Norfolk and Suffolk will fall silent as nation remembers Prince Philip
- Credit: Norwich Cathedral/Bill Smith
The region will fall silent today as the nation remembers the Duke of Edinburgh.
From his beloved Sandringham where Prince Philip spent most of his final years to all four corners of the county, people will pause for a minute's reflection at 3pm before his funeral gets under way in St George's Chapel, at Windsor Castle.
There will be no grand state parades down the Mall in London or through the streets of Windsor because of Covid-19. There will be just 30 mourners in the towering chapel, instead of the 800 who were due to be invited before the pandemic and the entire event will take part within the castle walls.
Despite this, aides say the event will take place in accordance with the wishes of the late Duke, who passed away on Friday, April 9 at the age of 99.
Prince Philip, will be joined by the Queen, members of his immediate family and close friends for his final journey, after he arrives at the chapel in a specially-modified Land Rover he designed himself.
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On of his beloved horse drawn carriages, which he rode at Sandringham, will great them in the quadrangle before they enter the chapel for the service.
People are being asked not to gather at Royal residences such as Sandringham, where well-wishers have been leaving flowers and tributes since the Duke's death was announced.
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One tribute reads simply: "We miss you here in Norfolk. Sleep well."
The Bishop of Norwich, the Rt Revd Graham Usher said: “The Duke of Edinburgh had a great love of Sandringham and Norfolk and his commitment to the area meant that he was held in high esteem and affection by the people of this diocese. We join with all those who will give thanks to God for such a full and distinguished life of service.”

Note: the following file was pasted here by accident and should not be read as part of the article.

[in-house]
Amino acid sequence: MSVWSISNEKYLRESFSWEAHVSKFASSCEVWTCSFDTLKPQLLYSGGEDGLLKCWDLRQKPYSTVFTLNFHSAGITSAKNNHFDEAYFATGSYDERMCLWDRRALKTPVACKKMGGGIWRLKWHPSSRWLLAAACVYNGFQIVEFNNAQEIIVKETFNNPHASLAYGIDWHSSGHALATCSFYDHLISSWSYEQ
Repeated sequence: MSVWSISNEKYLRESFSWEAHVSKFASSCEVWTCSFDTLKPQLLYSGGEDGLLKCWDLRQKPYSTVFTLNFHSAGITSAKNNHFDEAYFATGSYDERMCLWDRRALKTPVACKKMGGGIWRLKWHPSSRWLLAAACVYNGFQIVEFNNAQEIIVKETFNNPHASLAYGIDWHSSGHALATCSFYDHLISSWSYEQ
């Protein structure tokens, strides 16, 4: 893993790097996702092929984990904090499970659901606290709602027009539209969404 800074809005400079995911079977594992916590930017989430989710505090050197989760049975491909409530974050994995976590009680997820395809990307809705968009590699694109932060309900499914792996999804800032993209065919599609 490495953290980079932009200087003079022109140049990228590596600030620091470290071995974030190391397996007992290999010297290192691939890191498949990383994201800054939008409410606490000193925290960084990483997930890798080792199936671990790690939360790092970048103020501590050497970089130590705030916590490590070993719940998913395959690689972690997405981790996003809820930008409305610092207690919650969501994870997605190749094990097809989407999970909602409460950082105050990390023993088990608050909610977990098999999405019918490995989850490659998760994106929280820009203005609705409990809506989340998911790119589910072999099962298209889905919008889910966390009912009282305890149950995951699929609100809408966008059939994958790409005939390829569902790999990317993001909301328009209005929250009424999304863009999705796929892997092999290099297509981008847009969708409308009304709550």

Special Requiem services have been held at the Cathedral, Lynn Minster and other churches large and small across the region this week. A mass is being held at All Saints Church in Hillington Square, King's Lynn, at 10am on Saturday.
People are being asked to watch the funeral on TV. The BBC's live coverage starts at 12:30pm on BBC One, the BBC News Channel and the BBC iPlayer. ITV' will begin broadcasting at 1.15pm, while Sky One's coverage gets under way at 2.45pm. There will also be live coverage from 2pm on BBC Radio Four and BBC Radio Five Live.
Those attending will include all of Prince Philip's children and grandchildren plus their spouses, the children of the Queen's sister Princess Margaret, and three of his German relatives - Bernhard, Hereditary Prince of Baden; Prince Donatus, Landgrave of Hesse; and Prince Philipp of Hohenlohe-Langenburg.
Also invited is a close friend of the Duke's, the Countess Mountbatten of Burma, Penelope "Penny" Knatchbull, who was his carriage driving partner.
Leading the eight-minute procession to the chapel will be the Band of the Grenadier Guards, followed by the Major General commanding the Household Division, service chiefs, the Duke of Edinburgh's coffin on a custom-built Land Rover hearse, members of the royal family on foot, Prince Philip's household staff, and finally a Bentley carrying the Queen.
The congregation will all wear masks for the service. Members of the Royal Family who have walked in the procession will put their facemasks on before entering the chapel. The Queen will wear a face mask during her car journey to the chapel, as will other guests who have not walked in the procession.
Action Stations, sounded on naval warships to signal all hands must go to battle stations, will be played at the funeral at the Duke's specific request.
Buglers of the Royal Marines will perform the wartime alert, a tradition sometimes associated with naval funerals, in honour of Prince Philip's active service in the Royal Navy during the Second World War.
The Last Post will be played to signify "a soldier has gone to his final rest".
The Duke will be interred in the royal vault in the chapel at the end of the service, which will be conducted by the Dean of Windsor, David Conner.
A lament will then be played by a pipe major of the Royal Regiment of Scotland, and the Last Post will be sounded by Buglers of the Royal Marines from the west end of the Nave.
After a period of silence, the Reveille, used to wake the military at sunrise, will be sounded by the State Trumpeters of the Household Cavalry from the west end of the Nave.
The Buglers of the Royal Marines will sound Action Stations, which will be followed by the Archbishop of Canterbury's blessing and the singing of the National Anthem by a four-strong choir.
*See Monday's Eastern Daily Press for a special eight-page report on the service.